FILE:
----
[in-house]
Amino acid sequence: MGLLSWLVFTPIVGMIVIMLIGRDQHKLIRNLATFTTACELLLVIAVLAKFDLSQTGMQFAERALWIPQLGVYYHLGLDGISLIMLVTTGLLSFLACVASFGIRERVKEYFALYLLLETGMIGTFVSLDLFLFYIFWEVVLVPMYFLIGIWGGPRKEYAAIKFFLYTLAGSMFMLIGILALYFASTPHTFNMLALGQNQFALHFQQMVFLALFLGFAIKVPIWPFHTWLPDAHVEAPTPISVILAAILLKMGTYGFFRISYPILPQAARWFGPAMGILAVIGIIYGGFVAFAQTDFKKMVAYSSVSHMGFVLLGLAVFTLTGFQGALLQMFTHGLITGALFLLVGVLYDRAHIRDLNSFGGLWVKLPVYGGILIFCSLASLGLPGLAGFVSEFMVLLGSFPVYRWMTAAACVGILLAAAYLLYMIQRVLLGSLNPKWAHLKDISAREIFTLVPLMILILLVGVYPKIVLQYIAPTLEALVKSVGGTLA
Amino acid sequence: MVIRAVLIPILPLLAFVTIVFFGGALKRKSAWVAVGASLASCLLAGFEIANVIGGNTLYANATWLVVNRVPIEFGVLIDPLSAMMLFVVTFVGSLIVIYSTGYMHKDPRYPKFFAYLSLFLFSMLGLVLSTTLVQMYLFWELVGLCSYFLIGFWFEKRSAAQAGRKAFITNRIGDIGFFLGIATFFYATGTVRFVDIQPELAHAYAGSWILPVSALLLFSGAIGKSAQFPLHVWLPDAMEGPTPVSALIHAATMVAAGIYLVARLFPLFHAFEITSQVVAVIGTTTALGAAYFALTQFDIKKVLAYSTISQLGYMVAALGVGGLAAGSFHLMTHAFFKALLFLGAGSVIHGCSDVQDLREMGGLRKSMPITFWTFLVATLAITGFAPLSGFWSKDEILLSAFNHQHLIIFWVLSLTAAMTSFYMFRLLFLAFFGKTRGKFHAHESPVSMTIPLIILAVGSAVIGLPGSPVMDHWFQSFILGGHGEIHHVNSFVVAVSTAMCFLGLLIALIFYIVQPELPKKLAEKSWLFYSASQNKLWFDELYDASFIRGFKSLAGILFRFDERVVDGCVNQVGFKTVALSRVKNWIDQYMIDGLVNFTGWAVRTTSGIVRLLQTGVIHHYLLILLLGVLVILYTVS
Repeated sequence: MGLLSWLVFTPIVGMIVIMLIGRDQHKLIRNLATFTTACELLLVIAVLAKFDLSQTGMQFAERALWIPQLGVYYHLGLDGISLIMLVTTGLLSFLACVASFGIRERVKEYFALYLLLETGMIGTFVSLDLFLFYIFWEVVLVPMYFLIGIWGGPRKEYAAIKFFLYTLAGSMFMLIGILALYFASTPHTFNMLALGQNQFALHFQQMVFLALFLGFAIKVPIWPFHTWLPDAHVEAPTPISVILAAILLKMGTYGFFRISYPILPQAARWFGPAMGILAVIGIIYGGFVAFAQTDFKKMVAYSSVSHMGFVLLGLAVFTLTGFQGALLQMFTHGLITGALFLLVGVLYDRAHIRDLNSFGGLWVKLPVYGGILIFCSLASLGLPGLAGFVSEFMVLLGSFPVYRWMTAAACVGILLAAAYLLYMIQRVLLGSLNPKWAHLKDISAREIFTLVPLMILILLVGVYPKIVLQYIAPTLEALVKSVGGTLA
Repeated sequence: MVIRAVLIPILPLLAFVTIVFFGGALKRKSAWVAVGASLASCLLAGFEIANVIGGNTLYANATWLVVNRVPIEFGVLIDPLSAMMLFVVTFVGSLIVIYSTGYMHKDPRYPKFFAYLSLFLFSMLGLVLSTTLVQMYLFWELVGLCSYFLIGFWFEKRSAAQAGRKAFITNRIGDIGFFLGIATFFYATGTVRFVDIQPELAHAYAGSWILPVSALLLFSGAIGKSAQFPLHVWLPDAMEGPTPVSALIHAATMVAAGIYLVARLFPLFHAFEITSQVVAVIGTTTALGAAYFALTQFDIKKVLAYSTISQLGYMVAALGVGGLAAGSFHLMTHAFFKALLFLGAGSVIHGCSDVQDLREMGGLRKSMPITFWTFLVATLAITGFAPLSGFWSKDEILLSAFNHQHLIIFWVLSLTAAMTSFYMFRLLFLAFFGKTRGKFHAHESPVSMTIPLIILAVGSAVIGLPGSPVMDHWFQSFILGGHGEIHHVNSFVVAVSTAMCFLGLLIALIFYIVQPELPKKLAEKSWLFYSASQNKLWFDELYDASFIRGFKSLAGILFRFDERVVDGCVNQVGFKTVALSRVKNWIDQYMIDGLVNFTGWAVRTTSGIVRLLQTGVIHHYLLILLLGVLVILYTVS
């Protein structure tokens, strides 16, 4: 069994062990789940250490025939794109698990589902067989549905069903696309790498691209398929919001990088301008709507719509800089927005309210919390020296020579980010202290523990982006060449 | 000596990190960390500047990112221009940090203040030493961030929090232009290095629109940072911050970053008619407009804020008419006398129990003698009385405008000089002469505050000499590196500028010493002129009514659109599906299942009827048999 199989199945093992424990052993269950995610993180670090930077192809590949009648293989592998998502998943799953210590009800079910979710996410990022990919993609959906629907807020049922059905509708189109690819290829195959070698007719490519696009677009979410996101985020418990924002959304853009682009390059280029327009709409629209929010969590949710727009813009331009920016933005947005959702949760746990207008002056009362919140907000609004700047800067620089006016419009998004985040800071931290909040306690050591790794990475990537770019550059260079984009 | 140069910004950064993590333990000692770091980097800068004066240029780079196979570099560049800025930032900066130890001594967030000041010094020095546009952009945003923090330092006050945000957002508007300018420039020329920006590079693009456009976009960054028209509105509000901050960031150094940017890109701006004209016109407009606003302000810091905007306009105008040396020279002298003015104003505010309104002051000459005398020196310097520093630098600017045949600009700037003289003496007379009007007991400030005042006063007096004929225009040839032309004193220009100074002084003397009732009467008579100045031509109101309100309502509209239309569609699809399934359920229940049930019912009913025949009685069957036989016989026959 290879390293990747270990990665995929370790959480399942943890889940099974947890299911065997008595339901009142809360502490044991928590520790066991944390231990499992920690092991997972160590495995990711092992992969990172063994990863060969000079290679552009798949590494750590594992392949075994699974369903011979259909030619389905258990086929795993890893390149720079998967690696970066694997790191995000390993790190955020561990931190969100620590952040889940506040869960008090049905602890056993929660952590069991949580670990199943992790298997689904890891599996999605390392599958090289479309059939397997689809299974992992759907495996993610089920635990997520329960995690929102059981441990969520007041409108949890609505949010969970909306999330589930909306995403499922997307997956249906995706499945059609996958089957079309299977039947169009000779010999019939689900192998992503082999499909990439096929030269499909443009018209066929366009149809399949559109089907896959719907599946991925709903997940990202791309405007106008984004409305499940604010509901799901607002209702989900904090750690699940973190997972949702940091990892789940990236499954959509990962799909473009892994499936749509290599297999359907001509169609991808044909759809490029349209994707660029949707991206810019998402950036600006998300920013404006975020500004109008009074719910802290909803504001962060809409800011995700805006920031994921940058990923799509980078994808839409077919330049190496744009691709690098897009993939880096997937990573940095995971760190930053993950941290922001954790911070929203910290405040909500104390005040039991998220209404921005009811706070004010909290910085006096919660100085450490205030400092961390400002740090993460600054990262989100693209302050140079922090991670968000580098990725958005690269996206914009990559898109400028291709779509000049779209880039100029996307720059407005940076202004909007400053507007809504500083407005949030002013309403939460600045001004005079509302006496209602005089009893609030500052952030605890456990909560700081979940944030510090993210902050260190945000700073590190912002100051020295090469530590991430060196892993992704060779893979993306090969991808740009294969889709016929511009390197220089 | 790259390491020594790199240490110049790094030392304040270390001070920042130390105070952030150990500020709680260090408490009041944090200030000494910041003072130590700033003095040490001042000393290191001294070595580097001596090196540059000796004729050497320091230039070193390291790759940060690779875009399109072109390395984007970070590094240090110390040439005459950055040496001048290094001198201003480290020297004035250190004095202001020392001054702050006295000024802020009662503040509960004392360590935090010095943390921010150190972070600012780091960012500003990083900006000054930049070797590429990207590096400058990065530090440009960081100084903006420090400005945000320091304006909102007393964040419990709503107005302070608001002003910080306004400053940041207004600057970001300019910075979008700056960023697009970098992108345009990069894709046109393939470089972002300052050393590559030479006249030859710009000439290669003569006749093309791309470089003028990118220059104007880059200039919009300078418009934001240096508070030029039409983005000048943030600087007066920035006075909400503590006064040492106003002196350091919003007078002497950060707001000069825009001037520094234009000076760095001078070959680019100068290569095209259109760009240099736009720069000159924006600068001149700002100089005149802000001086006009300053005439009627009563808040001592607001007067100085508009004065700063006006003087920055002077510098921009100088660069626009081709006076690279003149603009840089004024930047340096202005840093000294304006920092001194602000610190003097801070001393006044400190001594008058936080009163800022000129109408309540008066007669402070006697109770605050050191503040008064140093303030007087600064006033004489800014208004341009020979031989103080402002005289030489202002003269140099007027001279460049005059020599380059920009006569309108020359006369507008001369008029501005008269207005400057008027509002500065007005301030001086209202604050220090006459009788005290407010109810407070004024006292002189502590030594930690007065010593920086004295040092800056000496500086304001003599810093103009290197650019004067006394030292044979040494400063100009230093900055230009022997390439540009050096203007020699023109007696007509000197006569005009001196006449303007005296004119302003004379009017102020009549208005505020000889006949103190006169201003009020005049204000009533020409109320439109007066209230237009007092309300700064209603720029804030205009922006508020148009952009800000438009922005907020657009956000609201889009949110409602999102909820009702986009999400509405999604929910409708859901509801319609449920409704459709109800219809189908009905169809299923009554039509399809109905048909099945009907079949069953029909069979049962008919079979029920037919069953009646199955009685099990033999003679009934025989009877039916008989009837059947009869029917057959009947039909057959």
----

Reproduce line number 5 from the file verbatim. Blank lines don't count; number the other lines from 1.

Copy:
Repeated sequence: MVIRAVLIPILPLLAFVTIVFFGGALKRKSAWVAVGASLASCLLAGFEIANVIGGNTLYANATWLVVNRVPIEFGVLIDPLSAMMLFVVTFVGSLIVIYSTGYMHKDPRYPKFFAYLSLFLFSMLGLVLSTTLVQMYLFWELVGLCSYFLIGFWFEKRSAAQAGRKAFITNRIGDIGFFLGIATFFYATGTVRFVDIQPELAHAYAGSWILPVSALLLFSGAIGKSAQFPLHVWLPDAMEGPTPVSALIHAATMVAAGIYLVARLFPLFHAFEITSQVVAVIGTTTALGAAYFALTQFDIKKVLAYSTISQLGYMVAALGVGGLAAGSFHLMTHAFFKALLFLGAGSVIHGCSDVQDLREMGGLRKSMPITFWTFLVATLAITGFAPLSGFWSKDEILLSAFNHQHLIIFWVLSLTAAMTSFYMFRLLFLAFFGKTRGKFHAHESPVSMTIPLIILAVGSAVIGLPGSPVMDHWFQSFILGGHGEIHHVNSFVVAVSTAMCFLGLLIALIFYIVQPELPKKLAEKSWLFYSASQNKLWFDELYDASFIRGFKSLAGILFRFDERVVDGCVNQVGFKTVALSRVKNWIDQYMIDGLVNFTGWAVRTTSGIVRLLQTGVIHHYLLILLLGVLVILYTVS